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Suggestions on sequencer

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  • Suggestions on sequencer

    OK midi gurus, i need some advice. the more i mess with the sequencing, the more i like it. my question is ,for live performance applications if you were me and wanted to start sequencing some percussion as well as maybe a little keyboard stuff and not invest big at this point what's your choice today and where would you go to get it. we brought a new guitar player in last nite who had several sequences already programmed for the tunes he knew on a little sequencer (i didn't get the name). Wow, what fun that was! Any help appreciated.


  • #2
    I think you are looking for the QY70, there's a newer model too, called the QY100. There might even be more little Yammie sequencer, I'm not sure of that.
    Music was my first love...


    • #3
      I use a Yamaha QY-10, which is a fairly basic little sequencer that you can pick up dirt cheap ($50.00 or so) in pawn shops or on Ebay, etc. The QY-10 manual is downloadable off of Yamaha's website for free. The QY-10 is not a full-function sequencer compared to the likes of Roland MC series or the various software-based sequencers (Cakewalk, Massiva, etc.), but for someone just starting out I'd definitely recommend it.
      TD-30 / SPD-SX /Alesis Strike Multipad


      • #4
        thanks all..here's another question.

        i've noticed several of the more popular cover bands using quite a bit of sequencing to the point that it sounds as if they have aquired midi files of the more popular tunes and taken out the parts they don't need. even vocals seem to be to close for my comfort...is this possible and if so is there a source for these midi files..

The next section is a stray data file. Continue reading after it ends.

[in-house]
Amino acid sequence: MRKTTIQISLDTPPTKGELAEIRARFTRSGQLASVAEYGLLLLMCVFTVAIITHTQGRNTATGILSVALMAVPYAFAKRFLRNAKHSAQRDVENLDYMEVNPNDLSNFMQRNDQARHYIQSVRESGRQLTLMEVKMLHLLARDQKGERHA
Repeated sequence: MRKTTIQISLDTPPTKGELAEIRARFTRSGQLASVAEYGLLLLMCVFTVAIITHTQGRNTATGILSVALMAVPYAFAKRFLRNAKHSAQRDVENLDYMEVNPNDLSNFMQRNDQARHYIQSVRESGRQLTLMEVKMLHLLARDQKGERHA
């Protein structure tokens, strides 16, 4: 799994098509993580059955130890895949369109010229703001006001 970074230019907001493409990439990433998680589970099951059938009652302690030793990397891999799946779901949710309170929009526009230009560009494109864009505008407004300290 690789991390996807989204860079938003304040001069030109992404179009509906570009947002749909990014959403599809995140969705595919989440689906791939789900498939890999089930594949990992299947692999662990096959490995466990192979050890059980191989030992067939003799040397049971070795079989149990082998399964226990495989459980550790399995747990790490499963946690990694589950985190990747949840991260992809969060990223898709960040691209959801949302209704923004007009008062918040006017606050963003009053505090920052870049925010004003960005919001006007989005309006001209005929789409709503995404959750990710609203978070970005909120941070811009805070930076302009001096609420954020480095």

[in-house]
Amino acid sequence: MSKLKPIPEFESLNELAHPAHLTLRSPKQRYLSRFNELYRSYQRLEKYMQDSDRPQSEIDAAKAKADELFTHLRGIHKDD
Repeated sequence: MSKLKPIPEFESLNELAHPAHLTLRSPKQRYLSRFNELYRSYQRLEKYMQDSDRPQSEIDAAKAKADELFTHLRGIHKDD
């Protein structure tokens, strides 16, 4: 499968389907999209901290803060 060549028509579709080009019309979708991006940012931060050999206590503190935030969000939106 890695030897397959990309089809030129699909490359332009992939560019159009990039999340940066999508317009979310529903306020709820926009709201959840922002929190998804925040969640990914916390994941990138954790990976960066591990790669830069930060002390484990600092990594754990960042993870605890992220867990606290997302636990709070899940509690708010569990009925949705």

seems i read a post from someone a while back regarding this technique.



        • #5
          Name a band and you can probably find lots of MIDI files for them on the net. It would be a simple matter to download the files for purposes of using them in a live situation with whatever hardware-based sequencer you have. The problems I have with these files personally are as follows:

          1: In terms of such musically relevant matters as being in time or being in tune, most of the MIDI files I've run across just plain blow

          2: A lot of them are in General MIDI format, which I still think has got to be one of the most dubious "innovations" to come down the pike in a while
          TD-30 / SPD-SX /Alesis Strike Multipad


          • #6
            I considered buying an MC-50MkII just recently, but I scrapped that idea when I found out that it doesn't have a SysEx file transfer option, believe it or not. As far as the MC-80 is concerned, it looks like a great piece of gear, especially with the built-in (and expandable) sound source. If you've got the cash......
            TD-30 / SPD-SX /Alesis Strike Multipad


            • #7
              Obviously this is new ground for me but I am the type that once I make my mind up to go for it, nothing stops me so please have patience with my questions here.

              If I were to want to use the midi files for live performance, I am not correct in assuming that the better the sequencer and more sounds available, the closer I could get to the real sound of the original track. My next question is would I be better off just investing in a nice laptop with sequencing software. any thoughts?

              Again, my main objective is to have midi files to play parts that my band does not play at this time. We also do about 30 original tunes and it would be nice to cover some of the production we do in the studio.



              • #8
                thanks chris,

                yeah, i can see that maybe i am trying to move too fast here. the dat is a great idea since its already done for our originals. i don't see how that would help with the cover stuff (my ignorance i'm sure). you see, i not a big fan of cover gigs anyway, but when i do covers, i want it to sound just like the original. lately the good cover bands i have heard are doing just that.

                HOLD ME BACK!!!